Done right, there are real ways for sales and lead gen teams to convert the current crisis into a prudential opportunity.
The first step: Focusing your sales and lead generation efforts on known recession-resistant industries.
How? Glad you asked.
Focus on the Right Markets
Even in non-COVID times, companies should be periodically evaluating whether their existing ICP is the right one, whether their target personas are in the right industry, or whether they need to be changed or expanded altogether.
There’s no one-stop-shop for easily deciding which companies to target, but there are plenty of resources out there that can help you make inferences and look at which companies are more likely to be doing well. From here you can prioritize which companies and industries to target and which ones aren’t worth your efforts.
High and Low-risk Markets
Some industries in the US are clear no-go sectors that shouldn’t be targeted right now. Manufacturing and automobile industries are generally struggling, as are retail businesses. These industries should be avoided if possible.
Conversely, food wholesaling industries are thriving and perhaps unsurprisingly, so is the wine and spirits industry. Insurance companies are also fairing better than most in the face of COVID-19 as a recession-resistant industry. As are digital sectors including point of sale software developers and online legal services are fairing better than most industries. Dig into these recession-proof industries for your sales and lead generation teams.
Targeting tech is recommended, but look closely at the tech, media, and telecom sectors and you’ll see that there are some victims of COVID-19 there, too. IT services have taken the hardest hit, and consumer electronics are worst affected. If your startup targets these verticals, it’s worth looking at how you can work cross-market to reduce your risk.
Unsurprisingly, a few online industries are thriving in our current locked-down reality, so they’re definitely worth your consideration. Some slices of the industry are fairing especially well withstanding the crisis, from online learning solutions to VPN’s.
As we all know by now, audio and video conferencing’s rise has been meteoric since many of us are now working and learning from home. Webinar and conference platforms are doing well, too. Telemedicine is another industry to keep your eye on, as is collaborative whiteboard technology and virtual classrooms.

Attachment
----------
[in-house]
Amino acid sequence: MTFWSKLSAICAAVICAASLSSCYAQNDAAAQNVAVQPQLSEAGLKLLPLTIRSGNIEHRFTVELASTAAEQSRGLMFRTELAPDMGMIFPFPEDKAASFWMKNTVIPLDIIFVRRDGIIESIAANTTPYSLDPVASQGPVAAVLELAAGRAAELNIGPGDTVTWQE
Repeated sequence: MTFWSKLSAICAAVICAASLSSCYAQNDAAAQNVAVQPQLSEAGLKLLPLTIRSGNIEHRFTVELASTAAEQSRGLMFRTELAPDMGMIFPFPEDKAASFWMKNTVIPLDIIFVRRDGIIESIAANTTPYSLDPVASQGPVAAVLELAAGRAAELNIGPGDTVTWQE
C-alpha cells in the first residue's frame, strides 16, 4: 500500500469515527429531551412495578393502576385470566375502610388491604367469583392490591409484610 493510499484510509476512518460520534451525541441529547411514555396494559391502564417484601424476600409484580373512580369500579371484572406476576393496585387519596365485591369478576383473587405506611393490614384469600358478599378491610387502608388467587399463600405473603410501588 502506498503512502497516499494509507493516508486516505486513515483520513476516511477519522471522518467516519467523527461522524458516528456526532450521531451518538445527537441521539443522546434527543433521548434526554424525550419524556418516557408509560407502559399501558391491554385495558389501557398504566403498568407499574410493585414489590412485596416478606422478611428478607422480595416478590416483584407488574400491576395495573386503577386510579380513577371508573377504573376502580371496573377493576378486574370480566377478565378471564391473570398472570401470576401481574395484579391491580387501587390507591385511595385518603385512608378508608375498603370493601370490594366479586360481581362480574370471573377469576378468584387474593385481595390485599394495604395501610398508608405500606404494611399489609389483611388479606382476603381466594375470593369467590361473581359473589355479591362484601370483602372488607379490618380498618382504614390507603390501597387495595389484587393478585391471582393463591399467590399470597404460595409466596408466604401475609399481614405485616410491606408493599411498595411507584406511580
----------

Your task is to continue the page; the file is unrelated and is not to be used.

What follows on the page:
Follow the Supply Chain and the Customer Base
In the words of The Wire’s inimitable Lester Freamon: Follow the money.
Look more broadly than the recession-resistant industries themselves.
You can also sell to the companies that in turn sell into the businesses that are doing well in the face of the crisis. They’re more likely to be meeting their financial targets right now.
If a company is supplying materials to a cleaning supplies business, for instance, they’re far more likely to be hit their targets and avoid layoffs. Follow these supply chains in all of the low-risk industries you’re targeting and you’ll identify solid prospects.
Want the full list of 2000+ industries, ranked by risk profile? Get it here.
Target Cross-market Industries
If you can avoid it, don’t try and take a giant leap into a whole new industry. Tackling a new vertical is difficult at the best of times, and the current pandemic makes that challenge even tougher because companies are watching their spending and managing their risk.
Instead, think about existing businesses that you’re already working with that could translate into new opportunities. Doubling down on industries that you have a proven track record of working and succeeding in is likely to yield better results.
One of our partners formerly targeted Universities, which took a substantial hit during the recession. They successfully leveraged those logos to win new business in a new emerging sector: education technology. They landed safely on a new industry, with minimal changes to their product.
Linked industries are another good option. Consider how your product or software might be able to help industries that are currently booming and pivot your efforts to those applications. For example, if you’re currently working in communication, increase your focus on video calling platforms.
Leverage Social Proof
Using the businesses that you already have as social proof is a great way of demonstrating to potential new clients that you can do what you say you can do. That way, you’re not trying to win a whole new base of customers without any concrete proof that you can help them achieve their revenue goals.
The best way to build trust is if you have an early win in your targeted niche or industry that you can leverage. Often, just one marquee logo in an industry can be enough to expand into it.
Navigating an uncertain future in an ever-changing landscape can seem tough, but by knowing how to identify new COVID-19 industries, your business could thrive.
Avoid armchair hypothesizing. Don’t guess which sectors are likely to do well. Wishful thinking hardly ever built a thriving company!
Hard data is your friend when it comes to diversifying. Leverage the research that’s already out there to identify which markets are worth your efforts and which should be avoided. Focus on the companies with the lowest risk, and ideally stick to your a few industries that aren’t too far removed from those you already work in.
Working cross-market requires social proof, so think about which existing logos will help you win new clients. Remember, it only takes one existing win to catapult you into new industries and revenue streams.
Want more help on pivoting to approaching the right industries? Book a call with one of our executives here.